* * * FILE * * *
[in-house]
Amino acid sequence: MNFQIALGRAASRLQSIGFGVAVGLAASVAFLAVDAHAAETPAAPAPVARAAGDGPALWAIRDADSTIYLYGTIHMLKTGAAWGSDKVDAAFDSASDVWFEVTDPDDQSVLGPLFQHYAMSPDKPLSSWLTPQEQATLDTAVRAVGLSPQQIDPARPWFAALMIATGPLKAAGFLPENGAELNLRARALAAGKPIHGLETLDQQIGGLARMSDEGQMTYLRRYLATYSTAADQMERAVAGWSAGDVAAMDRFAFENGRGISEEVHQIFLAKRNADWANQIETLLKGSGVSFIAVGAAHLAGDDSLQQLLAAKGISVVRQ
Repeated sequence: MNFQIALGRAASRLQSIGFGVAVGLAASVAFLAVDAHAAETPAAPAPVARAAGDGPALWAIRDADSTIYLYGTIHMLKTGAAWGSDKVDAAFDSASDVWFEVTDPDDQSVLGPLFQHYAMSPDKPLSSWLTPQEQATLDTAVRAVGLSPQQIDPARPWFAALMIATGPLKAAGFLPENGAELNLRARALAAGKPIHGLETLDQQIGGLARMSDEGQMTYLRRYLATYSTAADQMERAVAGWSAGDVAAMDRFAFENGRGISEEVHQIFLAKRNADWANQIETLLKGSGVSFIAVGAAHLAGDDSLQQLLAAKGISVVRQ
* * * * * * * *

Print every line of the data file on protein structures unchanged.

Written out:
[in-house]
Amino acid sequence: MNFQIALGRAASRLQSIGFGVAVGLAASVAFLAVDAHAAETPAAPAPVARAAGDGPALWAIRDADSTIYLYGTIHMLKTGAAWGSDKVDAAFDSASDVWFEVTDPDDQSVLGPLFQHYAMSPDKPLSSWLTPQEQATLDTAVRAVGLSPQQIDPARPWFAALMIATGPLKAAGFLPENGAELNLRARALAAGKPIHGLETLDQQIGGLARMSDEGQMTYLRRYLATYSTAADQMERAVAGWSAGDVAAMDRFAFENGRGISEEVHQIFLAKRNADWANQIETLLKGSGVSFIAVGAAHLAGDDSLQQLLAAKGISVVRQ
Repeated sequence: MNFQIALGRAASRLQSIGFGVAVGLAASVAFLAVDAHAAETPAAPAPVARAAGDGPALWAIRDADSTIYLYGTIHMLKTGAAWGSDKVDAAFDSASDVWFEVTDPDDQSVLGPLFQHYAMSPDKPLSSWLTPQEQATLDTAVRAVGLSPQQIDPARPWFAALMIATGPLKAAGFLPENGAELNLRARALAAGKPIHGLETLDQQIGGLARMSDEGQMTYLRRYLATYSTAADQMERAVAGWSAGDVAAMDRFAFENGRGISEEVHQIFLAKRNADWANQIETLLKGSGVSFIAVGAAHLAGDDSLQQLLAAKGISVVRQ